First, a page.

The Senator who Suspected a JFK Conspiracy
Ralph Yarborough was a Texas Democratic politician who served in the United States Senate (1957 until 1971) and was a leader of the progressive or liberal wing of the Democratic Party in Texas. Yarborough was a very different kind of Southern senator. He refused to sign the Southern Manifesto opposing integration and supported national Democratic goals of more funding for healthcare, education, and the environment. In a state now famous for closeness between business interests and politicians (LBJ, George W. Bush), Yarborough combated the dominant industries of oil and gas, always pushing for these industries to assume their fair share of the tax burden.
In 1963, on the day John F. Kennedy was assassinated in Dallas, Ralph Yarborough rode in the motorcade only two cars
back from the presidential limousine.
Yarborough was in the same convertible as Vice President Lyndon Johnson,
Lady Bird Johnson, and secret service agent Rufus Youngblood.
In several interviews, Yarborough voiced suspicions of a JFK conspiracy.
Yarborough's Suspicion of "The Military-Industrial Complex"
"As we approached the city and then finally turned
down Main Street toward the Trinity River, the crowd increased as we got
to the heart of Dallas ... and one of the most enthusiastic crowds we saw in
any city we ran into in Texas on that tour ... that's on the
sidewalks. Now if you looked up, in the upper stories, I never saw a
single smile in any window I looked at. Some looked down ... it
looked like ... with dislike on their faces."
"Had Kennedy lived, I think we would have had no
Vietnam war, with all of its traumatic and divisive influences in
America. I think we would have escaped that. I think the world would
have escaped the 50,000 odd Americans dead and 300,000 more wounded and
over half a million more hooked on dangerous drugs ... tropical diseases
... the divisiveness of that war that so many of the people thought
unjustified and unnecessary ... and that we shouldn't have been there ...
that split this country. Sadly, many of those things have lingered
Yarborough's Suspicion of Lyndon Johnson
"There is the well-publicized story of Agent Rufus Youngblood, who reportedly threw himself on top of Vice President Johnson after the shooting began in Dealey Plaza.... Johnson, in a statement to the Warren Commission, mentioned the incident:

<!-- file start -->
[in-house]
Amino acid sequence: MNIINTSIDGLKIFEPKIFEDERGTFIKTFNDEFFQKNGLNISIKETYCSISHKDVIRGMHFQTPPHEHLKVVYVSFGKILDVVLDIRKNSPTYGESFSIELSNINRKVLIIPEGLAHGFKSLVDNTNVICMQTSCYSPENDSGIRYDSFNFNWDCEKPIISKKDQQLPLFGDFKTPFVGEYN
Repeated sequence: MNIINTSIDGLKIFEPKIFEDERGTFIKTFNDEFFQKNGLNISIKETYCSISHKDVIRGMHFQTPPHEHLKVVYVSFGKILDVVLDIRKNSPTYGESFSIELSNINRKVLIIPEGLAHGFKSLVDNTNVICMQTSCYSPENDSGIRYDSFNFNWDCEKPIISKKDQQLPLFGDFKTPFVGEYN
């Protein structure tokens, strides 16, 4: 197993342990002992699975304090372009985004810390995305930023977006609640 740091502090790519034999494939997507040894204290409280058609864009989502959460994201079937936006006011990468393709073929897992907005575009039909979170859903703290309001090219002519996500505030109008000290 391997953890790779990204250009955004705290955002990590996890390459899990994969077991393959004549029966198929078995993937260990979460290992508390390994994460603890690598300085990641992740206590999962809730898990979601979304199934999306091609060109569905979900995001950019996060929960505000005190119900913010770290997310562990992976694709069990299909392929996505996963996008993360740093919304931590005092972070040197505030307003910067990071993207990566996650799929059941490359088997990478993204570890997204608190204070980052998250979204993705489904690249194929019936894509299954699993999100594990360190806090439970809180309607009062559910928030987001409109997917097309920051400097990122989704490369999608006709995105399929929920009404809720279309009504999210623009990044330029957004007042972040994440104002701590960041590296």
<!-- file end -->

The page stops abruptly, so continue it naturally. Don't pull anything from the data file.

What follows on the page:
However, former Texas senator Ralph Yarborough, who was
sitting beside Johnson that day, told this author: 'It just
didn't happen.... It was a small car, Johnson was a big man,
tall. His knees were up against his chin as it was. There was
no room for that to happen.' Yarborough recalled that both
Johnson and Youngblood ducked down as the shooting began and that
Youngblood never left the front seat. Yarborough said Youngblood
held a small walkie-talkie over the back of the car's seat and that he and
Johnson both put their ears to the device. He added: 'They had it turned down real low. I couldn't hear what they
were listening to.'"
Yarborough's Suspicion of the Warren Commission Investigators
"A couple of fellows [from the Warren Commission] came to see me. They walked
in like they were a couple of deputy sheriffs and I was a bank
robber. I didn't like their attitude. As a senator I felt
insulted. They went off and wrote up something and brought it back
for me to sign. But I refused. I threw it in a drawer and let
it lay there for weeks. And they had on there the last sentence which
stated: 'This is all I know about the assassination.' They
wanted me to sign this thing, then say this is all I know. Of
course, I would never have signed it. Finally, after some weeks,
they began to bug me. 'You're holding this up, you're holding this
up' they said,
demanding that I sign the report. So I typed one up myself and put
basically what I told you about how the cars all stopped. I put in
there, 'I don't want to hurt anyone's feelings but for the protection
of future presidents, they should be trained to take off when a shot is
fired.' I sent that over. That's dated July 10, 1964,
after the assassination. To my surprise, when the volumes were
finally printed and came out, I was surprised at how many people down at
the White House didn't file their affidavits until after the date, after
mine the 10th of July, waiting to see what I was going to say before they
filed theirs. I began to lose confidence then in their investigation
and that's further eroded with time."
"Real patriots ask questions." --Carl Sagan